Gravity Global

Further is now part of Gravity Global

Same team. Same culture. New possibilities.

Following a successful 12-month transition period, we’re pleased to announce Further has now rebranded to become Gravity Global – Performance Marketing, part of Gravity Global.

We’re still the same team with the same leadership, offering the same world-class digital marketing services, but now with the power of a global group behind us. This website is no longer receiving updates – for all of the latest news and insights please visit

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How trendy are you?

Google Trends is a useful tool to see how search around a given term or topic is waxing or waning. And, as such, it can also be used as a gauge of fashion and cultural change.

But can it say anything about individuals? Does what you’re interested in say anything about you?

I asked people in the office to put the things they were currently interested in (this week, this year; TV, music, hobbies, people) into Google Trends to see what it might say. The results and a – very basic – ‘analysis’, are below.

Rich likes golf, and while Tiger woods remains the most searched for golfer, Jordan Spieth did something early in 2016 that shot him to fame, before plummeting back into obscurity.

Just like the interest in ‘The Big Four’ of thrash metal, Adam is stable and dependable. Longstanding alternative bands tend to have stable interest with small spikes when they do a tour or release a new album. Unsurprisingly, Metallica dominate, and have enjoyed a search bump of late, with their new song (first spike) and new album (second spike).

Alise, like so many others, is excited about the start of X Factor! She’s also riding the growing wave of interest around the US Presidential elections – almost at fever pitch as we enter the final two weeks. Sadly, for her (and her make-up brand), no one cares about Charlotte Tilbury…

Dan is bang on-trend: he knows what’s happening right now: the Korean movie ‘Train To Busan’ and the new series of Charlie Brooker’s Black Mirror, on Netflix. Interestingly, the announcement of Twitter’s decision to can micro video social sharing site, Vine, has not yet registered (this graph is over 5 years). A week view would doubtless show a spike as people search out news of the announcement. More interesting and insightful is what has driven Twitter’s decision: declining interest in Vine for three years and a death spiral for the last 18 months. Or it might be this…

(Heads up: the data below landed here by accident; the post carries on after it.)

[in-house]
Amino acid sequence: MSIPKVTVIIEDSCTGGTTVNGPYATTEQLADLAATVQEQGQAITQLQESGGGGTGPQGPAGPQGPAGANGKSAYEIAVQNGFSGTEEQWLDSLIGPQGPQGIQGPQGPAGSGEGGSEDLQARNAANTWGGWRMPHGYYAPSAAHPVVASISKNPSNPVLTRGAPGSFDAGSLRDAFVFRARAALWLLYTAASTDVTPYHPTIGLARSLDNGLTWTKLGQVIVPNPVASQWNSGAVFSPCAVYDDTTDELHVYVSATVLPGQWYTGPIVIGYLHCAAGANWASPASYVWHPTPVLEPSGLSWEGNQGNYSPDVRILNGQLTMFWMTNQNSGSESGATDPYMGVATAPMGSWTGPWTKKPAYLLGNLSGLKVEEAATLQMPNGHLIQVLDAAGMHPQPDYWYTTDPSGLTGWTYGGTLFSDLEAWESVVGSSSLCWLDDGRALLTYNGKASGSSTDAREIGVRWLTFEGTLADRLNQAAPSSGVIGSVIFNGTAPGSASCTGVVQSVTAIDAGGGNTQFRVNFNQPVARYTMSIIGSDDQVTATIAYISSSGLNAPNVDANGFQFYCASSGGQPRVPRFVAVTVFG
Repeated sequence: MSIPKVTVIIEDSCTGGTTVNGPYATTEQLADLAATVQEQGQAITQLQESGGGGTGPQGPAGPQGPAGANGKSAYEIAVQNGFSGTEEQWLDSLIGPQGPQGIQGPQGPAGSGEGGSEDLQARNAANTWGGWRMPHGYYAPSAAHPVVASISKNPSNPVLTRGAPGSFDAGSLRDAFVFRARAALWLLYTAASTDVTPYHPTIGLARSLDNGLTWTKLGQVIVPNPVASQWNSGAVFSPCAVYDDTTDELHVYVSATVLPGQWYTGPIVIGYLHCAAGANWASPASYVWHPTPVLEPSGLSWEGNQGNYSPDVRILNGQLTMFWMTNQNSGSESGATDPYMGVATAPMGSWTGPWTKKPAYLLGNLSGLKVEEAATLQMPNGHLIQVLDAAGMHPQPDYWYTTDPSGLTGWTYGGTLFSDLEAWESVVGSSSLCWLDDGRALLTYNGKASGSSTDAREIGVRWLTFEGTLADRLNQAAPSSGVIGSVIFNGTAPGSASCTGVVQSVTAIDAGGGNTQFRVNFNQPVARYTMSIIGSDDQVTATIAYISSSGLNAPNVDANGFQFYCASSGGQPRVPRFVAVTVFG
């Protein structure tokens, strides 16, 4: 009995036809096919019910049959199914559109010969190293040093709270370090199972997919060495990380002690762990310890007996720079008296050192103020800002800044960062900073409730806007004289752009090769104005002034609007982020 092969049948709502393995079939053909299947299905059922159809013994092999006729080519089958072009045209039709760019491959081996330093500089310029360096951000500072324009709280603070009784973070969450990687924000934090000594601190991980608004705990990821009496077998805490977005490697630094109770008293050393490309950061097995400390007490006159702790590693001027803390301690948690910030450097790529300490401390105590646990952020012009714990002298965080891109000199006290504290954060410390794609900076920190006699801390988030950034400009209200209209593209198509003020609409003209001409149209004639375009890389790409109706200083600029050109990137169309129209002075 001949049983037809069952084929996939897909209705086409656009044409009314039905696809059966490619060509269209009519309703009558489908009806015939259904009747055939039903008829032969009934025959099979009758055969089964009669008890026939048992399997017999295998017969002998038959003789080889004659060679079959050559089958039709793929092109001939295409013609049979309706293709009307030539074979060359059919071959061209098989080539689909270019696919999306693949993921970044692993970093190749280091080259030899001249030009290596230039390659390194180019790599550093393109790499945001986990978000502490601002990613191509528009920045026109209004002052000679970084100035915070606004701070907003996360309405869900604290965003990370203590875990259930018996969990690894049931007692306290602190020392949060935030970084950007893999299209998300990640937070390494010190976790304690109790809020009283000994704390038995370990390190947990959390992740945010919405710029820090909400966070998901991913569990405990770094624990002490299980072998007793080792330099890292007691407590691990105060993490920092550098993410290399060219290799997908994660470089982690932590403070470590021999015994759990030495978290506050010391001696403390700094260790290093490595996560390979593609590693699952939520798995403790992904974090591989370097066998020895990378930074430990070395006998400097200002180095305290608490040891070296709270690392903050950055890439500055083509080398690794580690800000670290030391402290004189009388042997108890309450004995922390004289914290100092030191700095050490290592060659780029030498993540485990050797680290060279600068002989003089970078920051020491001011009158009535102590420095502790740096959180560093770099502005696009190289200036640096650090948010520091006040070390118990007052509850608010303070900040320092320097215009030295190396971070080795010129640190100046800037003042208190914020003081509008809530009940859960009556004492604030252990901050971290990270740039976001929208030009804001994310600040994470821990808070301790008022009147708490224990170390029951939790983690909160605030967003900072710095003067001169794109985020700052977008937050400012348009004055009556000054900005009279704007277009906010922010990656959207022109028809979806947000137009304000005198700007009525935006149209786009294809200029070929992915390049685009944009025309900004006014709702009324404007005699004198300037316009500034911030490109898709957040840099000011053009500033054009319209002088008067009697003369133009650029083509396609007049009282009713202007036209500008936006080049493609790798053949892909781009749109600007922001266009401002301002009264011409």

Daisy is a little behind the curve with her interest in the PC game, Stardew Alley – or maybe she’s just sustained her interest longer than other people… pfff, the public are so fickle!

Darren shares a topical interest in the ‘Bisping vs Henderson’ fight with the rest of the mixed martial arts community. He was there, finger on the pulse, on the edge of his seat. He and the other 12 Feeder fans are also eagerly anticipating the new album, and while general interest in Tim Vine is falling, Darren is sticking with him. All his other interests seem to have stable interest levels.

This is me. I have been swept up in the wave of interest around the US Presidential race, but it’s the only thing I’m interested in that’s growing or shrinking. Do I have stable interests? Or am I just not that interested in new and trending things?

Lee’s current interest in how banks make money doesn’t seem to be part of a cultural wave of interest, though his interest in behavioural psychology might – enjoying a recent growth of late.

The zeitgeist – Lou’s interests specific sport-related interests became very popular this year (apart from ‘grit strength’, which I will have to Google to see what it is).

Surprisingly, ‘vegan curry recipes’ isn’t as popular search as ‘heating’, which becomes a concern as temperatures fall. It needn’t be said that the massive popularity of ‘heating’ flattens the results of Mark’s other interests (outside of his interest in heating).

Takeaway: not everyone is doing what’s trending or popular, and not everyone picks up on things immediately. The long tail is indeed long, and we don’t all behave like starlings in the sky: all flying in the same direction at once. There are stragglers and ‘individuals’. Maybe this would be different if you asked a different group of people: a middle-school class, a room full of goths. It’s also worth noting that this still only search as an indicator of interest, not actual interest. For example, some search has declining over time, but only because people are bookmarking and going direct to pages. It also goes without saying that it’s a useful tool when researching your content strategy, but that’s another blog…

Try it in your office/social circle/AA meeting and see what it says about them as individuals, and you as a group.


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